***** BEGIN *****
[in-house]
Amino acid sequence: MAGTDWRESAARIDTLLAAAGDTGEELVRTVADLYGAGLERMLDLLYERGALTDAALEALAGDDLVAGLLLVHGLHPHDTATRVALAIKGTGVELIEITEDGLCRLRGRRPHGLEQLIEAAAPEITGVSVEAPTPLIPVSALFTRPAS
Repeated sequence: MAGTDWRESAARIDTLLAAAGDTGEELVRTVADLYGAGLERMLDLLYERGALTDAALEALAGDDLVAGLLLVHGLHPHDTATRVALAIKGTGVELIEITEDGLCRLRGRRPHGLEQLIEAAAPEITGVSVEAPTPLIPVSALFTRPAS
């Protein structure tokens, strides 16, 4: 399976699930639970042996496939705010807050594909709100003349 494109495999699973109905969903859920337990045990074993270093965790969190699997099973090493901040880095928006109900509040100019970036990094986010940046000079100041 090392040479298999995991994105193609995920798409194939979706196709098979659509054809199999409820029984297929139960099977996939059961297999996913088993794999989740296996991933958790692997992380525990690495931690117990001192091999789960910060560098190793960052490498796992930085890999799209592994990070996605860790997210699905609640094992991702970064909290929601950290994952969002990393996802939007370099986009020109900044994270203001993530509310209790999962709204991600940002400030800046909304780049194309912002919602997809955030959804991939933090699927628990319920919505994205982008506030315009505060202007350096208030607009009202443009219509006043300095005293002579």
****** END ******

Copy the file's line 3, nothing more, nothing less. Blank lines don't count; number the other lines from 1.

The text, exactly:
Repeated sequence: MAGTDWRESAARIDTLLAAAGDTGEELVRTVADLYGAGLERMLDLLYERGALTDAALEALAGDDLVAGLLLVHGLHPHDTATRVALAIKGTGVELIEITEDGLCRLRGRRPHGLEQLIEAAAPEITGVSVEAPTPLIPVSALFTRPAS